A Cuomo executive order created a mechanism for people of parole to regain their right to vote, but advocates say it is unwieldy and impermanent.
A coalition of criminal-justice reform and voting rights advocates is hoping 2021 is the year that New Yorkers on parole automatically get their right to vote restored.
State law bars people in prison or on parole from registering to vote or voting, a prohibition that advocates say raises basic issues of fairness, given the stark racial disparities in the criminal justice system. Seventy-two percent of the people in state prisons and 70 percent of those on parole in New York are Blacks or Latinos, who together comprise about 37 percent of the state population.
In 2018, Gov. Andrew Cuomo issued an executive order under which anyone released from prison to parole would be considered for a “conditional pardon” restoring their right to vote. More than 60,000 people have received those pardons.
Critics say, however, that the current system—which requires individual pardon decisions—needlessly delays the restoration of rights and also provides little information to people leaving prison about their pending re-enfranchisement.
“The current process results in a weeks-long delay between an individual’s release from prison and when they get their voting rights back, leaving room for confusion among election officials about who is eligible to vote,” read a letter advocates sent last Wednesday to the governor, Senate Majority Leader Andrea Stewart-Cousins and Assembly Speaker Carl Heastie. “It is also discretionary, can be easily rescinded by future governors, and is an inefficient use of government resources.”
The letter was signed by dozens of organizations, including the Brennan Center for Justice at NYU School of Law, Citizens Union, Common Cause New York, the Community Service Society of New York, League of Women Voters of New York State, New York Civil Liberties Union and VOCAL-NY.
The state prison system releases upwards of 20,000 people a year to parole, and some 36,000 people are currently under community supervision in the state. While some parole terms are brief, they can last as long as 10 years.
The state Assembly and Senate have considered legislation that would automatically restore voting rights upon release from prison. The most recent version of the measure would also require that courts inform defendants about the loss of voting rights that will result from a guilty plea. It would mandate that prisons and jails inform people who are about to be released about the restoration of rights, provide them with voter registration forms and submit completed forms to election officials.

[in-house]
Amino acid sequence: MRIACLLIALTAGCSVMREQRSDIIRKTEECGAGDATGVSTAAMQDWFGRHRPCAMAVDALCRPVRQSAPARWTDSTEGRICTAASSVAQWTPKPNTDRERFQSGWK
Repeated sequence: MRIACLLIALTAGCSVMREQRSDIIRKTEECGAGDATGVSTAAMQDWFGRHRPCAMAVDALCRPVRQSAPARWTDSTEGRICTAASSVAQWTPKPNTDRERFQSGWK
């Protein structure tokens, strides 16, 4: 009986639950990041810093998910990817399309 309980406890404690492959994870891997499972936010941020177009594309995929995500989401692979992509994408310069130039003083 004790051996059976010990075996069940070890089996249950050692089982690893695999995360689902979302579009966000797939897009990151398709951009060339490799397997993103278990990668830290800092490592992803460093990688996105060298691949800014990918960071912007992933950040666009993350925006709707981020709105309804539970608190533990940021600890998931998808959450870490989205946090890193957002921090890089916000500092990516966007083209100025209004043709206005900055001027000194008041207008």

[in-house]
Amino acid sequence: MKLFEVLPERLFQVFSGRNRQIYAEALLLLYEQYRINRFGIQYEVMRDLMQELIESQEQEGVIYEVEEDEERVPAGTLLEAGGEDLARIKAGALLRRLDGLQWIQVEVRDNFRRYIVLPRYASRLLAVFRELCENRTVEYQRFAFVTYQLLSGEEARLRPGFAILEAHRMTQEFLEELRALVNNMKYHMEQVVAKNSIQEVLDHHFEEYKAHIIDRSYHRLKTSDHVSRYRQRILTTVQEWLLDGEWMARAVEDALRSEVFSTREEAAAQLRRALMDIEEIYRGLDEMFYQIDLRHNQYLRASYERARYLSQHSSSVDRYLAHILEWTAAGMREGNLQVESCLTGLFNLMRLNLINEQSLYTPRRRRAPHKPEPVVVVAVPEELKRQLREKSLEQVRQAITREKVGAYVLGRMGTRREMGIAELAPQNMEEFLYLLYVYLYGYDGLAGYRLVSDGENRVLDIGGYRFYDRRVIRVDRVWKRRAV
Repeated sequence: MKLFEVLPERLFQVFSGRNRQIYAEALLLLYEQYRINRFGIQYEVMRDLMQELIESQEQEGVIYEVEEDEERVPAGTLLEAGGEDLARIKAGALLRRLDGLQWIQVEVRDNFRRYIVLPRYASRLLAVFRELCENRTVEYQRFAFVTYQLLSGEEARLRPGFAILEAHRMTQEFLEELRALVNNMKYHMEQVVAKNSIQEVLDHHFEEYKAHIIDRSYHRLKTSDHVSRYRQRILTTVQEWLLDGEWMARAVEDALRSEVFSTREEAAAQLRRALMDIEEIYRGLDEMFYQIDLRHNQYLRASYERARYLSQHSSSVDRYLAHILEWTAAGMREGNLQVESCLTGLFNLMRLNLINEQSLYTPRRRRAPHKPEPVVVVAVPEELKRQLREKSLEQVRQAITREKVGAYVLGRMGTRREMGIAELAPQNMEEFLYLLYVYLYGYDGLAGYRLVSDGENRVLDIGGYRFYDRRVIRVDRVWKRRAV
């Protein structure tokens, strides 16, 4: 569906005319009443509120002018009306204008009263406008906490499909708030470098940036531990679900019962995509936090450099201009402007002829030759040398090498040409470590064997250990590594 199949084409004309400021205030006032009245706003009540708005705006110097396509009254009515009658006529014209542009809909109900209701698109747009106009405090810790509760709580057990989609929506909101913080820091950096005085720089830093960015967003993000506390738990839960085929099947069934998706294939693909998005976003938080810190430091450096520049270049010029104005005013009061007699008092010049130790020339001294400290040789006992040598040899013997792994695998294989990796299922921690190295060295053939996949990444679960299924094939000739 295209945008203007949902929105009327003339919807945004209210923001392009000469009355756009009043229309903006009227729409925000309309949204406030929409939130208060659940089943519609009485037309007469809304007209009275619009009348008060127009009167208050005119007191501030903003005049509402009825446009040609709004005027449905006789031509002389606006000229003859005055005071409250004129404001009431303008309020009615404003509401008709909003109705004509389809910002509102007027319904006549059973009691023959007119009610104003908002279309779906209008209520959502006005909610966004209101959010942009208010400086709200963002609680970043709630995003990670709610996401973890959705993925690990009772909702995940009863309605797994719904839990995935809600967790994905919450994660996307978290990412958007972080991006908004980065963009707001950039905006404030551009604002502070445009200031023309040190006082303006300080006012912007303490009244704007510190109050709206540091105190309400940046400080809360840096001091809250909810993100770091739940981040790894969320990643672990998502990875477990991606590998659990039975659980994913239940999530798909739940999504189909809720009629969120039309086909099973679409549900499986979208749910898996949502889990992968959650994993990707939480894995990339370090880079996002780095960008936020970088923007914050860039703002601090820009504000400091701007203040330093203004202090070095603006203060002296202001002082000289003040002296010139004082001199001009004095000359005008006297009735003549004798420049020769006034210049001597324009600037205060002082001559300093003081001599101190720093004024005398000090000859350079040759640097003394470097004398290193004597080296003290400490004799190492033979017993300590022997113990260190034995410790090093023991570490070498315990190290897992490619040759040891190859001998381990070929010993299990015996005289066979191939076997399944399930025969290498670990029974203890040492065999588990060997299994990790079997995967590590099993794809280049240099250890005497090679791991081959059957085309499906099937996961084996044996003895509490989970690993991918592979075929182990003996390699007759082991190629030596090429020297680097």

In the Senate, similar bills have been introduced in the past six legislative sessions, but none has ever made it out of committee—even after the Democrats took control of the Senate in 2019, and the measure attracted 25 co-sponsors. Leroy Comrie, a Queens Democrat, sponsored the most recent Senate version; Manhattan Democrat Daniel O’Donnell was the Assembly sponsor.
“If the goal of imprisonment is truly to prevent individuals from straying from the confines of our laws and society’s norms, then facilitation of reentrance into the voting process should be an essential component of rehabilitation and reintegration during community supervision,” reads the legislative justification on the most recent version of the bill.
While the 2020 elections have come and gone, New York City residents who are released from prison in the coming months could participate in the 2021 municipal elections for mayor, other citywide offices, borough president, City Council and district attorney of Brooklyn and Manhattan. The following year, 2022, will see races for governor and other statewide offices, the state Assembly and Senate, Congress and one of New York’s two seats in the U.S. Senate.
New York is one of many states that bars voting even for people who have completed their prison terms. Two states (Maine and Vermont) do not strip people in prison of their voting rights, and 17 states automatically restore the franchise after release from prison.